When the accelerometer 2 is used as a acoustic emission probe, a foil or soft sheet 3 of metal, for instance gold, is located between the base plate 2a of the accelerometer 2 and the surface of the formed-on portion 1a of the structural part 1, as couplant. The couplant may also be a gel-like medium, such a grease. The foil may also be formed of silver or nickel or aluminum. The base plate 2a of the acclerometer 2 is connected by screws 4 to the formed-on portion 1a of the structural part 1 with the sheet 3 located therebetween. The soft sheet 3 is plastically deformed by the pressure of the screw connection. The soft sheet 3 fills out any remaining unevenness in the machined surface of the formed-on portion 1a of the structural part 1 and of the surface of the base plate 2a. When the accelerometer 2 is used as an acoustic emission transducer, the seismic mass 2d remains at rest. The acoustic emission signals are received directly in the piezoelectric elements 2e. In order to evaluate the signals received, the piezoelectric elements 2e are connected to an evaluation unit 6 through a preamplifier 5 suitable for frequencies above 0.1 MHz.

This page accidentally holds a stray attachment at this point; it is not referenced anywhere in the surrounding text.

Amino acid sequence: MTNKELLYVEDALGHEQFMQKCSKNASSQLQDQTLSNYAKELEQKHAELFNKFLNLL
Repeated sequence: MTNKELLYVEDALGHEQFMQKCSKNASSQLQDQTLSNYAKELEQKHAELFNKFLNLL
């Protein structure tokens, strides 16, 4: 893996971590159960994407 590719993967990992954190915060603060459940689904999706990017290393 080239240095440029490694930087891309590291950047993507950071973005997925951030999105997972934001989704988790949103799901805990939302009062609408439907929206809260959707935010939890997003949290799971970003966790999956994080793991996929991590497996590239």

During operation of the transducer, acoustic emission in the frequency range between 0.1 MHz and approximately 2 MHz passes from the structural part 1 at the formed-on portion 1a, through the sheet 3 into the accelerometer 2. The acoustic waves are converted by the piezoelectric elements 2e into electrical oscillations, they pass through the preamplifier 5 and are recorded by the evaluation unit 6.